Friday, June 27, 2008

Finding the keys to life

The other day I got out my keys to unlock the door at my office. While looking for the key to the door, I noticed an old GM car key.

I don't remember where I got that key. I suppose it went to one of our old cars. I have no idea which one.

Why is it still on my key ring?

Don't know.

Perhaps at some time it held some special meaning to me. But if it did, I don't have a clue what it was.

Or maybe I just forgot to give it to whoever bought one of our old cars. If so, I expect the person just paid a buck or so and got another key made. They had to have at least one key to the car or they wouldn't have been able to drive the car.

Seeing the unknown key, made me take a closer look at the keys on my key ring. On my key ring are nine keys and one of those keyless entry things.

Of the nine keys, I know I need four — one to my car, one to my wife's car, one to my house and one to my office.

One of the keys is to an old briefcase that I don't use anymore and is never locked anyway.

I don't know what four of the keys fit. The above mentioned car key and three keys that look like they might be house keys.

One of them might go to my parents' house, but the other two probably go to one of the places where we once lived. But I'm pretty sure they don't go to the house from where we just moved and we lived there about 14 years. In other words, I probably haven't needed those keys in at least 15 years or so.

The keyless entry deal doesn't work anymore. Don't know why it's still there.

So, of all the junk on my key ring, I could get by at most just five keys. About half the stuff can be removed without harm.

All of this got me to thinking about my life. How much useless junk am I carrying around for no good reason? How much stuff in my life serves no good purpose?

From time to time, we need to take a look at all the baggage in our life. Perhaps a good chunk of it is doing nothing but slowing us down.

How many keys in your life no longer fit? Perhaps you've long since unlocked those doors and need to move on.

Steve DeVane
This free mentoring program is a key part of my business and my life.

Tuesday, June 24, 2008

Learning along the journey

I'm leaving soon for a mission trip with my church. We're going to another country to help build a room for a church and lead a Vacation Bible school for the children.

In preparation for the trip, one of our leaders talked about some ways we could make the trip a success. It occurred to me that her suggestions also made good advice for life.

First, we're supposed to realize that we're the outsiders. We'll be in a different culture. We shouldn't expect the people there to be just like us. Instead, we should get to know the people, love them and listen to them.

In our everyday lives, we might not be visiting a separate culture, but we still need to understand that other people are not just like us. Other people come at life from a different perspective. Try to look at things from their point of view and you'll understand them better and have a much better relationship.

Taking the time to get to know people is always worth the effort. Listening to their stories is a good start on learning to love them.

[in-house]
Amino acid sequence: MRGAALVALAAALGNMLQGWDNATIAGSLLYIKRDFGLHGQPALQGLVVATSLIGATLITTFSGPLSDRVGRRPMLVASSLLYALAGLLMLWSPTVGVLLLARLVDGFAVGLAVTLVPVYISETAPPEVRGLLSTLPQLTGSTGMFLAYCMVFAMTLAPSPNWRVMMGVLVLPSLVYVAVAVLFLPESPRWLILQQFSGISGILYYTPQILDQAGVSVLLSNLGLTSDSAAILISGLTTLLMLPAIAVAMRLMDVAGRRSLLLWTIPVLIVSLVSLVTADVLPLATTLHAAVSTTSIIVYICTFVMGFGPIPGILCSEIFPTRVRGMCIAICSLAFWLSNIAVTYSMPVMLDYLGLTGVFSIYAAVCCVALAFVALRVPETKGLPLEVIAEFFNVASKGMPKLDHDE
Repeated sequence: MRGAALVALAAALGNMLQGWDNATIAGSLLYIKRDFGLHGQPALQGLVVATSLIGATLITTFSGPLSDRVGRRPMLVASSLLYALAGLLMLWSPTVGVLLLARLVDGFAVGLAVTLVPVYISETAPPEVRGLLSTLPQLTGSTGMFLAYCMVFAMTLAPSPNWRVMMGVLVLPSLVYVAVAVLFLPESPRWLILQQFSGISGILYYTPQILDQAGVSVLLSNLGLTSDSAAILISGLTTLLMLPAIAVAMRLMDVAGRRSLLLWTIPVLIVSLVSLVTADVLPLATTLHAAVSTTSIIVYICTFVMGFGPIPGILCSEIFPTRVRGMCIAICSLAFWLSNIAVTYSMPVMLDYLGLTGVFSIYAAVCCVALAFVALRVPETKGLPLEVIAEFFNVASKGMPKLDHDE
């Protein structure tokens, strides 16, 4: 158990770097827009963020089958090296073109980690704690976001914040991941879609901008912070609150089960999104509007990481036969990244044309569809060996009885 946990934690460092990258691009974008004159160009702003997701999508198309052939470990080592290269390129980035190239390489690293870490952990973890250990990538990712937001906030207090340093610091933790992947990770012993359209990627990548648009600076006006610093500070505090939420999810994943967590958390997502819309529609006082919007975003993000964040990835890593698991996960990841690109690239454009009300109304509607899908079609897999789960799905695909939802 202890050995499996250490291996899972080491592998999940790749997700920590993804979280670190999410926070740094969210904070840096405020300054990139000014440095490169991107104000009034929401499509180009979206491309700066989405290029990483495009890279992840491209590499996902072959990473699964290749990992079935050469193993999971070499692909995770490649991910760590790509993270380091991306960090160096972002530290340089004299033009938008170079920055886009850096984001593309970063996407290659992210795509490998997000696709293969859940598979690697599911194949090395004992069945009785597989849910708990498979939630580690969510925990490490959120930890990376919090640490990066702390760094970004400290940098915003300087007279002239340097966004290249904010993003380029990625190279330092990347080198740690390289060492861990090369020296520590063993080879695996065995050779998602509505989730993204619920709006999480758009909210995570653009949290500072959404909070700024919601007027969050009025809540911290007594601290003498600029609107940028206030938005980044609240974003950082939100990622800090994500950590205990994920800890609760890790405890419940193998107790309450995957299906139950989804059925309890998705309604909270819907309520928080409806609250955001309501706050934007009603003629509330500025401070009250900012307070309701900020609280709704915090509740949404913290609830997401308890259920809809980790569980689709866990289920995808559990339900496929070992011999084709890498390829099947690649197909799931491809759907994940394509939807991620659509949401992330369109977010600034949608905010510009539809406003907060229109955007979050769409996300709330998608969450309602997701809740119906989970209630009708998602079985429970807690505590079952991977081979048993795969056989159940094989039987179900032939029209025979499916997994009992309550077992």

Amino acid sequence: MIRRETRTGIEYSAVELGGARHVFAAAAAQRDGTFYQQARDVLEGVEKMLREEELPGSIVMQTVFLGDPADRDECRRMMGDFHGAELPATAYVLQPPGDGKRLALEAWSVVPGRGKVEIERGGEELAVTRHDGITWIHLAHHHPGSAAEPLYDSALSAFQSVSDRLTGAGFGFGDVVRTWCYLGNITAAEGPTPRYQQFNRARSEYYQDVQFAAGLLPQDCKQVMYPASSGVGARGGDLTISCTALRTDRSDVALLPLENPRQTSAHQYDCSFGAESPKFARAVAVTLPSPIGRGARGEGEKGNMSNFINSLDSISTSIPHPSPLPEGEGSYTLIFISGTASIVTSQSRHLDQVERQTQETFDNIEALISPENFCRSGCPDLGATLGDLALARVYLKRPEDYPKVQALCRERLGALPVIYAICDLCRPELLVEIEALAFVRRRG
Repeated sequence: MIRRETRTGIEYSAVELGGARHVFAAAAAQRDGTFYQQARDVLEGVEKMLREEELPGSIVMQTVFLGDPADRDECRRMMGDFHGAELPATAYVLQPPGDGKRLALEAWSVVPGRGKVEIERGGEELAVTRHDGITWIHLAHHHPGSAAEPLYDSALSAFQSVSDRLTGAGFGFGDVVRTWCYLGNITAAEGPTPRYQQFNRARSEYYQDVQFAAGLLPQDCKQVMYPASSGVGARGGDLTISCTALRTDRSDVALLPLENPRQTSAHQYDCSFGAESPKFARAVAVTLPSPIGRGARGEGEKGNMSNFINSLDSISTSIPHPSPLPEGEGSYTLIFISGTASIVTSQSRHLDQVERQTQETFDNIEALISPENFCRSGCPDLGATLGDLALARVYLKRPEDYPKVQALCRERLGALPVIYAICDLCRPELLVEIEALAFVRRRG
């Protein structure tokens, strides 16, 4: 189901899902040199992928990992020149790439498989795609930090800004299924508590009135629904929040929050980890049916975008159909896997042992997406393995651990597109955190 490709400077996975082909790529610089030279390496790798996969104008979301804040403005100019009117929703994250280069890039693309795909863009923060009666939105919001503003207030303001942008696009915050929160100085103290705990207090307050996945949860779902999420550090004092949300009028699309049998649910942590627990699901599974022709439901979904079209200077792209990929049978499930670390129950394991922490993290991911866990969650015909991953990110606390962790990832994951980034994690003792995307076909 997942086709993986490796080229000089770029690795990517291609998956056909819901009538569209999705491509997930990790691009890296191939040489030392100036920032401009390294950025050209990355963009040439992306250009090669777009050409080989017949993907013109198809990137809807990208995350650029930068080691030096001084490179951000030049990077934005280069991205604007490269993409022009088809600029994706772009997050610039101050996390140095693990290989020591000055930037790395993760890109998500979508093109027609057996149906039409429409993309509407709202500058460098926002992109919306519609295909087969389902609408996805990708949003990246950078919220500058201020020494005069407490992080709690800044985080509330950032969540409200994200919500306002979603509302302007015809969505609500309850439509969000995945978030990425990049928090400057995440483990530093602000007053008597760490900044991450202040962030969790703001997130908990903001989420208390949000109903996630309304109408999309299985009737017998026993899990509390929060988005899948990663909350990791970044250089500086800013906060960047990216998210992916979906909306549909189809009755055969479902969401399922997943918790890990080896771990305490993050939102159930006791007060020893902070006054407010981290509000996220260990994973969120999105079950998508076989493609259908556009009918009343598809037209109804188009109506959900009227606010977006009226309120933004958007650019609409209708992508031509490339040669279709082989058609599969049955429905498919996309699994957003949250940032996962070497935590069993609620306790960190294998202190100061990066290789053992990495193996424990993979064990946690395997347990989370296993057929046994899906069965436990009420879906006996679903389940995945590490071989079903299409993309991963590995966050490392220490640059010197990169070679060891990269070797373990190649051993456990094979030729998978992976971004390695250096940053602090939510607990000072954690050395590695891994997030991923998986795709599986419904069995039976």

Another suggestion for our trip was think about what we can learn in every situation.

In life, we should seek to be constantly learning. Every experience is a teacher. We need to only look for the lesson.

We were also told to think about how best we can serve other people, how best we can help them succeed.

Serving other people is always a good strategy. When we help other people, we're always the better for it. Helping them succeed moves us forward on our journey to success.

Steve DeVane
When I need to move forward, I read Success in 10 Steps.

Saturday, June 21, 2008

Putting words into action

Recently a friend of mine showed me a list of famous Napoleon Hill quotes. Since Hill is the author of "Think and Grow Rich," one of my favorite motivational books, I read the quotes closely. Here are a few that have helped me in life and in business.

"Don't wait. The time will never be just right."

Often we find ourselves overanalyzing our situation in life. We think of something we want to do, then we try to come up with a plan to do it. The plan isn't quite right, so we plan some more. We plan and plan and plan and plan some more.

I've come to realize that planning is one way of not taking the action we need to take. When we put effort into doing instead of planning, we get much more accomplished.

"Desire is the starting point of all achievement, not a hope, not a wish, but a keen pulsating desire which transcends everything."

Too often, we spend energy on things that are not that important. We don't take time to think about what we really desire. Sometimes we know what we desire, but we get distracted from the actions that will move us toward those desires.

When deciding what to do, we should always ask ourselves if that action will move us toward our desires. If it does, we should do it. If not, we shouldn't.

"Effort only fully releases its reward after a person refuses to quit."

Many times we give up on our desires too easily. We hit an obstacle and abandon our dreams. How many times were we close to reaching our goal when we threw in the towel?